On Saturday, we found out that all is not equal when it comes to the message fees: The price to send such a message to Facebook CEO Mark Zuckerberg is $100.
Without the payment, a message from someone who was not in Zuckerberg's "network" of friends or friends of friends is likely to end up in his "other" inbox, where low priority messages are sent. The only way to be 100 percent sure of getting out of that situation is the new paid messaging scenario.
It's true that there are other ways to avoid Zuck's "other" inbox even if your not a friend or a friend of a friend. If the social networking giant believes the messages are "highly relevant," it will place them in Zuck's main inbox.
For example, if you were in a group thread with three friends and a non-friend, and the non-friend sent a message to you, Facebook might allow that message to reach your main Inbox, because there is a high probability that you would want to see the message.
The odds, though, of you being in such a situation with the Facebook CEO are not too high.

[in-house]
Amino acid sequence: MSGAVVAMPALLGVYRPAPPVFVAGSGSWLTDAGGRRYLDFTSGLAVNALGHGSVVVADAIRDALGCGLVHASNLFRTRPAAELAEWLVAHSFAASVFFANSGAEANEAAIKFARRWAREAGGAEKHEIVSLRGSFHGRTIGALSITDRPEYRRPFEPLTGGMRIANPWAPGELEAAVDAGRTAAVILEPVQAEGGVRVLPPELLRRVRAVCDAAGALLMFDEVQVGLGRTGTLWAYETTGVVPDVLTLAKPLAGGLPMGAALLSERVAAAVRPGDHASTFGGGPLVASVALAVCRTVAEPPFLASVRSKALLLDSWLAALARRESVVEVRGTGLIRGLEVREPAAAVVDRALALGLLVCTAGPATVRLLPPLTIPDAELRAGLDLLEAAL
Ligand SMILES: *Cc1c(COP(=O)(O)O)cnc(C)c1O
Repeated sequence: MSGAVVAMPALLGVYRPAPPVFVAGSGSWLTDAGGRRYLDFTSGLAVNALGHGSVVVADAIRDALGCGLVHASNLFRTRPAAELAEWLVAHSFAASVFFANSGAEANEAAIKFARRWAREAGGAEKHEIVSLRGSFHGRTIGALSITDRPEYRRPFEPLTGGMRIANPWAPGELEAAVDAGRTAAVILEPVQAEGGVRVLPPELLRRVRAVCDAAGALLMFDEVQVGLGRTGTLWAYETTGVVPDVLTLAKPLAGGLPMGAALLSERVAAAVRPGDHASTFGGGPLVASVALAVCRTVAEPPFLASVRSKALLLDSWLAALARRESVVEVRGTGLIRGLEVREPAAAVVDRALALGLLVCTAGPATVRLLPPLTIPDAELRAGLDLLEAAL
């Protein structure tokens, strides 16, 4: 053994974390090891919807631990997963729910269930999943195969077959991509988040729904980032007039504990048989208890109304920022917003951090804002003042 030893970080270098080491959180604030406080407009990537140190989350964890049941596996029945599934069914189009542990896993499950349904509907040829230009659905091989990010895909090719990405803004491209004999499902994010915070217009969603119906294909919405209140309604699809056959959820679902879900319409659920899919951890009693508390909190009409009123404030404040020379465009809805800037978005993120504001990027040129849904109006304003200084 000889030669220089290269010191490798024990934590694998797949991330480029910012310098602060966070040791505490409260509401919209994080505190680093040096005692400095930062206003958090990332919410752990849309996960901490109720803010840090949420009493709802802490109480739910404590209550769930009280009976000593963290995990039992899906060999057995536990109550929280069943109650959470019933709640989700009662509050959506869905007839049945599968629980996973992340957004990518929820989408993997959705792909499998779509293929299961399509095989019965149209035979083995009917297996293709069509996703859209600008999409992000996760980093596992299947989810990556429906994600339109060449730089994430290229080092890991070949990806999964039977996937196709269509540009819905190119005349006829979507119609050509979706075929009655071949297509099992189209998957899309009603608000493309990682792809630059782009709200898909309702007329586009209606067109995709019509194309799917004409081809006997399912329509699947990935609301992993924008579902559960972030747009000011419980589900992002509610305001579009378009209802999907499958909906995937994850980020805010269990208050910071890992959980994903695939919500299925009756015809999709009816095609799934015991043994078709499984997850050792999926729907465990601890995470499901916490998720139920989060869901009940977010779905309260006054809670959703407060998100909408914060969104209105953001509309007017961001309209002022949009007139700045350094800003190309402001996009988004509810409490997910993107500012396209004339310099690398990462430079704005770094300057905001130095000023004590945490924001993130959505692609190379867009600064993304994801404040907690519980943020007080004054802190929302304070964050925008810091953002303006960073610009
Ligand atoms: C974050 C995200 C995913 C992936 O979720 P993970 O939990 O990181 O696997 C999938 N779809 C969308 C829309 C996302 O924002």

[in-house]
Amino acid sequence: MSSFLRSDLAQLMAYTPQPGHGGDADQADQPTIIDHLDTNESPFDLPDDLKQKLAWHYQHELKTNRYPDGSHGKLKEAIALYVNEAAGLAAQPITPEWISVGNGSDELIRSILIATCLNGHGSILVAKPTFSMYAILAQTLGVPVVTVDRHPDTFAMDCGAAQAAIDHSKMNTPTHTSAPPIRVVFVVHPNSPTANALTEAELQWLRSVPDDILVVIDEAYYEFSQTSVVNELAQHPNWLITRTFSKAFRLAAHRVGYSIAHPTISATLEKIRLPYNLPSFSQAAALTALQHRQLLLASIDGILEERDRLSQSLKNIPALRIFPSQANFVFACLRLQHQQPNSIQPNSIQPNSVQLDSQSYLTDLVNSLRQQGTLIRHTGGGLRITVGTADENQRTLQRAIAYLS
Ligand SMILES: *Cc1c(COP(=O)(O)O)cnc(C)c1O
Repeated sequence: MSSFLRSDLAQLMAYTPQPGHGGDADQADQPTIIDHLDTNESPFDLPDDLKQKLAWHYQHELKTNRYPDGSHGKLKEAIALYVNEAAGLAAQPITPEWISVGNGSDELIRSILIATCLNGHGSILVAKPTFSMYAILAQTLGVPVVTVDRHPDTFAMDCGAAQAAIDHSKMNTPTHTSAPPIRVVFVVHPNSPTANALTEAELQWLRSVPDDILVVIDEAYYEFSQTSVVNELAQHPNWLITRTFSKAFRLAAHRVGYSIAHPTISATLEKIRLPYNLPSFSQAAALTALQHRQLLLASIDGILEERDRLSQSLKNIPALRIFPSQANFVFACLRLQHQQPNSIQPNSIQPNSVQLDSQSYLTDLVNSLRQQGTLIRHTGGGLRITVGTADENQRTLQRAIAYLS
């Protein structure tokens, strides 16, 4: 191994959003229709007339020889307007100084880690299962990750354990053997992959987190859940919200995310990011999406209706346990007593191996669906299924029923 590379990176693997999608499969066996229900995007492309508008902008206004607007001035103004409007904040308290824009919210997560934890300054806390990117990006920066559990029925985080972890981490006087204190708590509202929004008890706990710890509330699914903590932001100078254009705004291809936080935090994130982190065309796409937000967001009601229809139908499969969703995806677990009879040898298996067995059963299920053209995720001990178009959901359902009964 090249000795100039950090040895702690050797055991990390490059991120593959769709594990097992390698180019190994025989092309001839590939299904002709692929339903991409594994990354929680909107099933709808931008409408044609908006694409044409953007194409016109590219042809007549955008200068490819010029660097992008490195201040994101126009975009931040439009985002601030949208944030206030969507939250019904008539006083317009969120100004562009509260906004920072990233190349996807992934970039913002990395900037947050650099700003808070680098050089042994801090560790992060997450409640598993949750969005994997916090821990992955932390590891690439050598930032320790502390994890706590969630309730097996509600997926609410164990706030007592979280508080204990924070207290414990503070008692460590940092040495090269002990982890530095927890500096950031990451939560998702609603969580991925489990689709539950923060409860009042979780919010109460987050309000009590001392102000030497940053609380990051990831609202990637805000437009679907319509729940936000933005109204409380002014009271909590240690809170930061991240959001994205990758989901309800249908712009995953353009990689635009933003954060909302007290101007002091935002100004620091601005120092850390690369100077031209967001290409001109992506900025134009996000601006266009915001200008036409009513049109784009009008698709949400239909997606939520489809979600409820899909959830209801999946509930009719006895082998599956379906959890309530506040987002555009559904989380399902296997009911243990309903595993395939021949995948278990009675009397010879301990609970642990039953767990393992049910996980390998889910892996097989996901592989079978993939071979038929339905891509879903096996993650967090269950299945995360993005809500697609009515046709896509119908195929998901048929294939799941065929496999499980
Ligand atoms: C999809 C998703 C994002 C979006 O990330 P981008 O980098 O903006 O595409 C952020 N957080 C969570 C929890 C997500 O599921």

As we said, this is really a variant of the previously mentioned $1 pay-to-message service. The company indicated at the time that it would be experimenting with other prices, but didn't allude to them being this severe.
Not all CEOs require payment to reach their inboxes. The late Steve Jobs was famous for sometimes responding directly to the emails of end users. Apple's current CEO, Tim Cook, has done so as well.
In neither case, though, has it been confirmed the responses actually came from Jobs or Cook and not a subordinate tasked with that requirement.